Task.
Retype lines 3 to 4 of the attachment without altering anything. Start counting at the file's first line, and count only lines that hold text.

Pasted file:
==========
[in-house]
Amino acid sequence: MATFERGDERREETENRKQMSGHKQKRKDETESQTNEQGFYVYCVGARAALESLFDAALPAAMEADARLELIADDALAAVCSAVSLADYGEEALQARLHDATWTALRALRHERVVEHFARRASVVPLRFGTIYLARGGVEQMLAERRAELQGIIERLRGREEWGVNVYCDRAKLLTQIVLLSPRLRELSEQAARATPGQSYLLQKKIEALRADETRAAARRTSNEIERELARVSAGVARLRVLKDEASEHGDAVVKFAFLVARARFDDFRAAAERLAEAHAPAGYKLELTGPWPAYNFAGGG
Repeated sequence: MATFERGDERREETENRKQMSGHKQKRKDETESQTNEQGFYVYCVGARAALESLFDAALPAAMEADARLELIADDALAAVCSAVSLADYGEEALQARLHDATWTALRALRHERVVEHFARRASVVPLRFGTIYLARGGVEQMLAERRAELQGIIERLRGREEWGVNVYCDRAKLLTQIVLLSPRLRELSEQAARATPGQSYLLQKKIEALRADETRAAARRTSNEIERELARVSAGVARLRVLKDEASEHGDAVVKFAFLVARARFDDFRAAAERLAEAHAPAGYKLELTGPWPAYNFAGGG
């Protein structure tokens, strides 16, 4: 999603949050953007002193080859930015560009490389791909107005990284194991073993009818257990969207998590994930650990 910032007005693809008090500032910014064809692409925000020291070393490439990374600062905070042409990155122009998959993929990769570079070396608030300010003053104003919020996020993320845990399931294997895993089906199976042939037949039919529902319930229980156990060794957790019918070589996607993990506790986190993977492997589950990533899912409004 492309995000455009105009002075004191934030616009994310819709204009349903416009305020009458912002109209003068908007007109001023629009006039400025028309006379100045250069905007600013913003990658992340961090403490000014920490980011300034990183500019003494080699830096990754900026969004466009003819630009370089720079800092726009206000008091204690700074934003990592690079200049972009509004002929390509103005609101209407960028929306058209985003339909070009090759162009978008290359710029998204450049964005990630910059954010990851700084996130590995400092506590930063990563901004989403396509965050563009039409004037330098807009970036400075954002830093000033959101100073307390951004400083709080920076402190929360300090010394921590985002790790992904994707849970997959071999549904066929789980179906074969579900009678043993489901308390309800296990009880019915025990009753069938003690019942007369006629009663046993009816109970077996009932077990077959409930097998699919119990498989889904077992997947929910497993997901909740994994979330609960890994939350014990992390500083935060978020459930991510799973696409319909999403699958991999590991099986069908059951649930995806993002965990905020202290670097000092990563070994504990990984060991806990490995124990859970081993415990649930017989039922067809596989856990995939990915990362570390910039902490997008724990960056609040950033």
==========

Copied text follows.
Repeated sequence: MATFERGDERREETENRKQMSGHKQKRKDETESQTNEQGFYVYCVGARAALESLFDAALPAAMEADARLELIADDALAAVCSAVSLADYGEEALQARLHDATWTALRALRHERVVEHFARRASVVPLRFGTIYLARGGVEQMLAERRAELQGIIERLRGREEWGVNVYCDRAKLLTQIVLLSPRLRELSEQAARATPGQSYLLQKKIEALRADETRAAARRTSNEIERELARVSAGVARLRVLKDEASEHGDAVVKFAFLVARARFDDFRAAAERLAEAHAPAGYKLELTGPWPAYNFAGGG
């Protein structure tokens, strides 16, 4: 999603949050953007002193080859930015560009490389791909107005990284194991073993009818257990969207998590994930650990 910032007005693809008090500032910014064809692409925000020291070393490439990374600062905070042409990155122009998959993929990769570079070396608030300010003053104003919020996020993320845990399931294997895993089906199976042939037949039919529902319930229980156990060794957790019918070589996607993990506790986190993977492997589950990533899912409004 492309995000455009105009002075004191934030616009994310819709204009349903416009305020009458912002109209003068908007007109001023629009006039400025028309006379100045250069905007600013913003990658992340961090403490000014920490980011300034990183500019003494080699830096990754900026969004466009003819630009370089720079800092726009206000008091204690700074934003990592690079200049972009509004002929390509103005609101209407960028929306058209985003339909070009090759162009978008290359710029998204450049964005990630910059954010990851700084996130590995400092506590930063990563901004989403396509965050563009039409004037330098807009970036400075954002830093000033959101100073307390951004400083709080920076402190929360300090010394921590985002790790992904994707849970997959071999549904066929789980179906074969579900009678043993489901308390309800296990009880019915025990009753069938003690019942007369006629009663046993009816109970077996009932077990077959409930097998699919119990498989889904077992997947929910497993997901909740994994979330609960890994939350014990992390500083935060978020459930991510799973696409319909999403699958991999590991099986069908059951649930995806993002965990905020202290670097000092990563070994504990990984060991806990490995124990859970081993415990649930017989039922067809596989856990995939990915990362570390910039902490997008724990960056609040950033």